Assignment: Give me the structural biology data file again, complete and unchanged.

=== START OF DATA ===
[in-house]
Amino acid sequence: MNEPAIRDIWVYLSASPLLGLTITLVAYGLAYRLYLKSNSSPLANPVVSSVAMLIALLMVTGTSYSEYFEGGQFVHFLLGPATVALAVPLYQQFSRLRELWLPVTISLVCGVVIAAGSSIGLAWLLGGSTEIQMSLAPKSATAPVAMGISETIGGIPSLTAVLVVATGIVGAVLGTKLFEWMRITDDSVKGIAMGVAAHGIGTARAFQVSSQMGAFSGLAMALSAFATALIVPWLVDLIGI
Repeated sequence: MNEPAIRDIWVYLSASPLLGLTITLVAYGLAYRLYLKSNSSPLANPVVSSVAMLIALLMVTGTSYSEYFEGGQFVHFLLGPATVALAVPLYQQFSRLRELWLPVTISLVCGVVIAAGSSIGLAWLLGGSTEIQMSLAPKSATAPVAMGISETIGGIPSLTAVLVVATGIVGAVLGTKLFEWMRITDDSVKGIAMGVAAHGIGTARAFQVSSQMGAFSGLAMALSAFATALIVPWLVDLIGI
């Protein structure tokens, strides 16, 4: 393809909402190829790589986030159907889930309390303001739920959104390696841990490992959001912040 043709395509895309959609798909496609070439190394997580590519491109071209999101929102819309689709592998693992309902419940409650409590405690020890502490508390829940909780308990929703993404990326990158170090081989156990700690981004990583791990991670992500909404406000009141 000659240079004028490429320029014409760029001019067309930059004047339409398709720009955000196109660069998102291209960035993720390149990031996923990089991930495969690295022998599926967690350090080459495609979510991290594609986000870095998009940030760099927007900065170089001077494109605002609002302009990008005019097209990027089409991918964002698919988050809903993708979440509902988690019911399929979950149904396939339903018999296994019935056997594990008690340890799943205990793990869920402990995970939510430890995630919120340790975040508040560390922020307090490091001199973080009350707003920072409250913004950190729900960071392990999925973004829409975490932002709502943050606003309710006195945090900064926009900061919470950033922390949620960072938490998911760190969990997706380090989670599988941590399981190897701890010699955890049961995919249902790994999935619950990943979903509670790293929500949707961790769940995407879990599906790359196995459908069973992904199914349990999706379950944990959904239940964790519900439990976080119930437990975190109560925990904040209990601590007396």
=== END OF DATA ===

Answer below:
[in-house]
Amino acid sequence: MNEPAIRDIWVYLSASPLLGLTITLVAYGLAYRLYLKSNSSPLANPVVSSVAMLIALLMVTGTSYSEYFEGGQFVHFLLGPATVALAVPLYQQFSRLRELWLPVTISLVCGVVIAAGSSIGLAWLLGGSTEIQMSLAPKSATAPVAMGISETIGGIPSLTAVLVVATGIVGAVLGTKLFEWMRITDDSVKGIAMGVAAHGIGTARAFQVSSQMGAFSGLAMALSAFATALIVPWLVDLIGI
Repeated sequence: MNEPAIRDIWVYLSASPLLGLTITLVAYGLAYRLYLKSNSSPLANPVVSSVAMLIALLMVTGTSYSEYFEGGQFVHFLLGPATVALAVPLYQQFSRLRELWLPVTISLVCGVVIAAGSSIGLAWLLGGSTEIQMSLAPKSATAPVAMGISETIGGIPSLTAVLVVATGIVGAVLGTKLFEWMRITDDSVKGIAMGVAAHGIGTARAFQVSSQMGAFSGLAMALSAFATALIVPWLVDLIGI
């Protein structure tokens, strides 16, 4: 393809909402190829790589986030159907889930309390303001739920959104390696841990490992959001912040 043709395509895309959609798909496609070439190394997580590519491109071209999101929102819309689709592998693992309902419940409650409590405690020890502490508390829940909780308990929703993404990326990158170090081989156990700690981004990583791990991670992500909404406000009141 000659240079004028490429320029014409760029001019067309930059004047339409398709720009955000196109660069998102291209960035993720390149990031996923990089991930495969690295022998599926967690350090080459495609979510991290594609986000870095998009940030760099927007900065170089001077494109605002609002302009990008005019097209990027089409991918964002698919988050809903993708979440509902988690019911399929979950149904396939339903018999296994019935056997594990008690340890799943205990793990869920402990995970939510430890995630919120340790975040508040560390922020307090490091001199973080009350707003920072409250913004950190729900960071392990999925973004829409975490932002709502943050606003309710006195945090900064926009900061919470950033922390949620960072938490998911760190969990997706380090989670599988941590399981190897701890010699955890049961995919249902790994999935619950990943979903509670790293929500949707961790769940995407879990599906790359196995459908069973992904199914349990999706379950944990959904239940964790519900439990976080119930437990975190109560925990904040209990601590007396």